The Michigan rig.

The Michigan Rig, which is a combination of lead or tungsten jig rigged with a dry fly above it, has been used in Michigan for decades. In the early days of the internet, when fishing forums ruled the day, the rig gained some popularity across the Ice Belt. Before Twitter and Facebook, anglers learned more about ice fishing from those early posts and learned regional approaches which were adopted everywhere from local ponds to big bodies of water. Traditionally, the rig was tied using a loop knot above the weighted jig.

I had a problem with the concept because of something my father has been saying to me since I ever started to fish, knots create weak points in your line. I decided to use the back to back, or double uni knot. This particular knot actually creates strength by forcing the two knotted sides together. The second benefit is by using the upper tag end of the knot, I can get my dry fly to umbrella away from the mainline, taking away one reason the panfish might get spooked which would be by hitting the line during its approach to the fly.

Although this was a better way to rig the fly, I still had issues trying to get the right length for the tag end once I tied the fly on. You want it short so that it stays stiff instead of drooping down towards the mainline, which will create tangles between the two. The solution is to actually tie the fly on your leader first and then tie the double uni. Just carefully snug the knot tight so that the upper tag end remains short.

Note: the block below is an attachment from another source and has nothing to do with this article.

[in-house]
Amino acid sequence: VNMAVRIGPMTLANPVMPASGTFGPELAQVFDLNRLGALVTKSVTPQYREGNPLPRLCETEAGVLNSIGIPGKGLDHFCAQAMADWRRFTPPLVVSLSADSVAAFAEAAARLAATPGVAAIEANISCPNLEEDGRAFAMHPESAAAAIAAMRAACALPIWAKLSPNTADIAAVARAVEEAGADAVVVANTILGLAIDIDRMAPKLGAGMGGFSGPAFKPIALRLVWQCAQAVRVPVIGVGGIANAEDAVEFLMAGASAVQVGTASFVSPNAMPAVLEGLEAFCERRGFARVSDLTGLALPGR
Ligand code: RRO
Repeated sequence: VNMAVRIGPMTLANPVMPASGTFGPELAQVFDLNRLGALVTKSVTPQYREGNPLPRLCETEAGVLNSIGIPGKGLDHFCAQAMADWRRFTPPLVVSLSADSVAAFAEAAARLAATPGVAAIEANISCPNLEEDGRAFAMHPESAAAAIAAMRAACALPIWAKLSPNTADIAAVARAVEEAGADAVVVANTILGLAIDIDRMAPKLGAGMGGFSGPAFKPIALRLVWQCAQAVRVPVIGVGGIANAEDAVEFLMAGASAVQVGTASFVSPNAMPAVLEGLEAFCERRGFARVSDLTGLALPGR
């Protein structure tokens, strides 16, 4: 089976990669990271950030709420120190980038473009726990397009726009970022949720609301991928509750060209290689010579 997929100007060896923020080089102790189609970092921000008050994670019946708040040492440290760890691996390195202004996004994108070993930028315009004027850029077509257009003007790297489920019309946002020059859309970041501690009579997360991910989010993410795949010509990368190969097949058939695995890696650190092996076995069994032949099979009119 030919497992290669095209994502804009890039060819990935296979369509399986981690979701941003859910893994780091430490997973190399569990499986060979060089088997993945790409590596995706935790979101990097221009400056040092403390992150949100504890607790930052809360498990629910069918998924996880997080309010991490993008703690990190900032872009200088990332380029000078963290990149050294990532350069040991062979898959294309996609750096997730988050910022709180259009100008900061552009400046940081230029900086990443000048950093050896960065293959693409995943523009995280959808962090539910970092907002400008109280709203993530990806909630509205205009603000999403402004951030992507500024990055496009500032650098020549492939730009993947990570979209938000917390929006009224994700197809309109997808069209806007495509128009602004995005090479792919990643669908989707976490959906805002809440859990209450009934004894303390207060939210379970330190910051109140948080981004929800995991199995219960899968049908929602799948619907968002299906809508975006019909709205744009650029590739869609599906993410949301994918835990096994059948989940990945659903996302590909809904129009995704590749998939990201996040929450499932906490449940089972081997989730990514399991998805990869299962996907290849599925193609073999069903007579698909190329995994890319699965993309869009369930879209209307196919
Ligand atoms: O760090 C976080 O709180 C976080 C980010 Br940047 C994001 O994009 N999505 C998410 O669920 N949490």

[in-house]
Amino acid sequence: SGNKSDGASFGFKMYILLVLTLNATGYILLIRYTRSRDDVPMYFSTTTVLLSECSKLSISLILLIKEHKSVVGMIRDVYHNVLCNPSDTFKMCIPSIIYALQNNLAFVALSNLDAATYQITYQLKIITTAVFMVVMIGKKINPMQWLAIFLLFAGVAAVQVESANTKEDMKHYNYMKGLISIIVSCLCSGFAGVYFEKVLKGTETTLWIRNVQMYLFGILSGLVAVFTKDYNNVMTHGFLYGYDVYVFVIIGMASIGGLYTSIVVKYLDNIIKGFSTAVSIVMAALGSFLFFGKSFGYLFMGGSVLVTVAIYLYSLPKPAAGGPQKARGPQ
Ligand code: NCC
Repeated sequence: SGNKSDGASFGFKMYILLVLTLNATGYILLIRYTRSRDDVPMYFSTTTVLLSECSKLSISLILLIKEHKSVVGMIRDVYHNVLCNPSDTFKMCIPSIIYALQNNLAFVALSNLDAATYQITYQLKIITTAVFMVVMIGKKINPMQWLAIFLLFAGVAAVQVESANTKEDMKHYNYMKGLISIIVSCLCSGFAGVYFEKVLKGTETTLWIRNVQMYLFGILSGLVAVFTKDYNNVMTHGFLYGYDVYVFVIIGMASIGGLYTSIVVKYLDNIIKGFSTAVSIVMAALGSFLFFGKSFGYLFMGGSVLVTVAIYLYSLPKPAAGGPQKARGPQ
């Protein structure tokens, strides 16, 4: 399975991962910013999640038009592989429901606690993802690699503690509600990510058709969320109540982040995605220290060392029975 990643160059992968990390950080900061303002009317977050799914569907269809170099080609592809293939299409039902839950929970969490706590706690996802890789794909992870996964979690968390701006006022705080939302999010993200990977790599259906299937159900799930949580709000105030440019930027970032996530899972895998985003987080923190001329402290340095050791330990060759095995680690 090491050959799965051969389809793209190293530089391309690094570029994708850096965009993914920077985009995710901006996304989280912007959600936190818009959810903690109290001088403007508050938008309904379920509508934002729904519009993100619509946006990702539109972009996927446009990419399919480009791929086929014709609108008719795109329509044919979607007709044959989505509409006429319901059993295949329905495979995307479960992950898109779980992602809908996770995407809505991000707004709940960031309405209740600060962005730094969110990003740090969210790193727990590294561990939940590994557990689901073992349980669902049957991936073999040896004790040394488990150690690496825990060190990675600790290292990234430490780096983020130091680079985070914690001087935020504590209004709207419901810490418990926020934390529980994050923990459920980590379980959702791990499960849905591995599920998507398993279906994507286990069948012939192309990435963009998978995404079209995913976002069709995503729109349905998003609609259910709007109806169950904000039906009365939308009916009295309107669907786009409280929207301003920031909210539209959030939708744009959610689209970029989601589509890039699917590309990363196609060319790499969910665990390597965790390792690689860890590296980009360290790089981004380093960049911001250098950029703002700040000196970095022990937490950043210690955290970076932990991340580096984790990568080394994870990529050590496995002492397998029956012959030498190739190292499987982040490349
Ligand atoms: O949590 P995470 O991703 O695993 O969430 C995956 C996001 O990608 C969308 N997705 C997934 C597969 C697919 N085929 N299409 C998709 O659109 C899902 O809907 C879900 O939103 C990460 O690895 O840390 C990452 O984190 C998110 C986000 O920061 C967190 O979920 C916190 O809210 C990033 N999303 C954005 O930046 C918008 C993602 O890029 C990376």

Ice fishing hole with a Vexilar and crappie on the ice.

Northland’s Hard-Rock Mooska Jig is perfect to be paired with the dry fly. It brings in even the tight-lipped panfish to take a look at the offering, but if the fish aren’t aggressive, the fly offers them something more subtle. Depending on the mood of the fish, you can rig the jig accordingly with either a soft plastic offering or live bait. Aggressive fish get the plastic, and for those that come into carefully investigate, a couple of spikes on the hook will be the better choice.

You can use the rig while sight-fishing or I can also use it while fishing with my Vexilar flasher in deeper water. Looking down the hole helps you to quickly understand what kind of mood the fish are in and which presentation they will prefer the most. With either approach, the Michigan Rig doubles your chances to bring a big gill or crappie up through the hole.

Chuck Mason, Northland Pro-Staff, Ida, Michigan

Posted in